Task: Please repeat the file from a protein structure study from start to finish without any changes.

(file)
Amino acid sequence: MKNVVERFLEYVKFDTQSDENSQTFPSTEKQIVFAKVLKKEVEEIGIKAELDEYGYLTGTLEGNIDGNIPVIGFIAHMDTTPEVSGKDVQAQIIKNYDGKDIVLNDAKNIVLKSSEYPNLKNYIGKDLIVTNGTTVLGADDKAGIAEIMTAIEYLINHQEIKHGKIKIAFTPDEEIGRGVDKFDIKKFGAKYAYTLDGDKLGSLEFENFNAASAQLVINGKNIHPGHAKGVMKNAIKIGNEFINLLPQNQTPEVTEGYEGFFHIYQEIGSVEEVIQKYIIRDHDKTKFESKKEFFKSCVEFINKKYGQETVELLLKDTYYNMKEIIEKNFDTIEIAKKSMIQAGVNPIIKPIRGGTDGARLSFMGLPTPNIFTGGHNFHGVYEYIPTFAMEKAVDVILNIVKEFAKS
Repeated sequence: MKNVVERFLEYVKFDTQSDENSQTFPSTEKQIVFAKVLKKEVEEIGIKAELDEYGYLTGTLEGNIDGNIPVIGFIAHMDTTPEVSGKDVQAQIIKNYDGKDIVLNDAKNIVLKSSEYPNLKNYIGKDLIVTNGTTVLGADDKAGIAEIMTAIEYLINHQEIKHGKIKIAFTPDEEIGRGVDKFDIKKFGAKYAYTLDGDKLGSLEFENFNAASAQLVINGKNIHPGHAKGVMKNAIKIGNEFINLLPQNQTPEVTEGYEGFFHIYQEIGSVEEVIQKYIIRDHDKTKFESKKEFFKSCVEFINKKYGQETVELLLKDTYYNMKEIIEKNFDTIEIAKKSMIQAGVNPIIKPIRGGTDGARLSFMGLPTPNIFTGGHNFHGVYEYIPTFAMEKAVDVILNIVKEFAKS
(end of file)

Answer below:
Amino acid sequence: MKNVVERFLEYVKFDTQSDENSQTFPSTEKQIVFAKVLKKEVEEIGIKAELDEYGYLTGTLEGNIDGNIPVIGFIAHMDTTPEVSGKDVQAQIIKNYDGKDIVLNDAKNIVLKSSEYPNLKNYIGKDLIVTNGTTVLGADDKAGIAEIMTAIEYLINHQEIKHGKIKIAFTPDEEIGRGVDKFDIKKFGAKYAYTLDGDKLGSLEFENFNAASAQLVINGKNIHPGHAKGVMKNAIKIGNEFINLLPQNQTPEVTEGYEGFFHIYQEIGSVEEVIQKYIIRDHDKTKFESKKEFFKSCVEFINKKYGQETVELLLKDTYYNMKEIIEKNFDTIEIAKKSMIQAGVNPIIKPIRGGTDGARLSFMGLPTPNIFTGGHNFHGVYEYIPTFAMEKAVDVILNIVKEFAKS
Repeated sequence: MKNVVERFLEYVKFDTQSDENSQTFPSTEKQIVFAKVLKKEVEEIGIKAELDEYGYLTGTLEGNIDGNIPVIGFIAHMDTTPEVSGKDVQAQIIKNYDGKDIVLNDAKNIVLKSSEYPNLKNYIGKDLIVTNGTTVLGADDKAGIAEIMTAIEYLINHQEIKHGKIKIAFTPDEEIGRGVDKFDIKKFGAKYAYTLDGDKLGSLEFENFNAASAQLVINGKNIHPGHAKGVMKNAIKIGNEFINLLPQNQTPEVTEGYEGFFHIYQEIGSVEEVIQKYIIRDHDKTKFESKKEFFKSCVEFINKKYGQETVELLLKDTYYNMKEIIEKNFDTIEIAKKSMIQAGVNPIIKPIRGGTDGARLSFMGLPTPNIFTGGHNFHGVYEYIPTFAMEKAVDVILNIVKEFAKS